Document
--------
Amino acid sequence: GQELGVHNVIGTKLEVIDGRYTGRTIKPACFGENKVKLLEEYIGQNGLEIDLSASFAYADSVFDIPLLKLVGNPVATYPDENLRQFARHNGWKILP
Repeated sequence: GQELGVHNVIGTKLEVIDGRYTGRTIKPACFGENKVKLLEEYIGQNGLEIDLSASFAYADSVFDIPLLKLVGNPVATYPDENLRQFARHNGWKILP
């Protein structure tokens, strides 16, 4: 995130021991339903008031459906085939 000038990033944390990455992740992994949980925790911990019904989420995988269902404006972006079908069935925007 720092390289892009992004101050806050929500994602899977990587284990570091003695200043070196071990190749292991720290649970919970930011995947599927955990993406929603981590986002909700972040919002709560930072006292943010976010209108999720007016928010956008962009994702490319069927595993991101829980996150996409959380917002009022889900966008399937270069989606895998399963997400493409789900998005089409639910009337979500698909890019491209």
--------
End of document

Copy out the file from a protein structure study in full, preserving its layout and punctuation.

Amino acid sequence: GQELGVHNVIGTKLEVIDGRYTGRTIKPACFGENKVKLLEEYIGQNGLEIDLSASFAYADSVFDIPLLKLVGNPVATYPDENLRQFARHNGWKILP
Repeated sequence: GQELGVHNVIGTKLEVIDGRYTGRTIKPACFGENKVKLLEEYIGQNGLEIDLSASFAYADSVFDIPLLKLVGNPVATYPDENLRQFARHNGWKILP
């Protein structure tokens, strides 16, 4: 995130021991339903008031459906085939 000038990033944390990455992740992994949980925790911990019904989420995988269902404006972006079908069935925007 720092390289892009992004101050806050929500994602899977990587284990570091003695200043070196071990190749292991720290649970919970930011995947599927955990993406929603981590986002909700972040919002709560930072006292943010976010209108999720007016928010956008962009994702490319069927595993991101829980996150996409959380917002009022889900966008399937270069989606895998399963997400493409789900998005089409639910009337979500698909890019491209």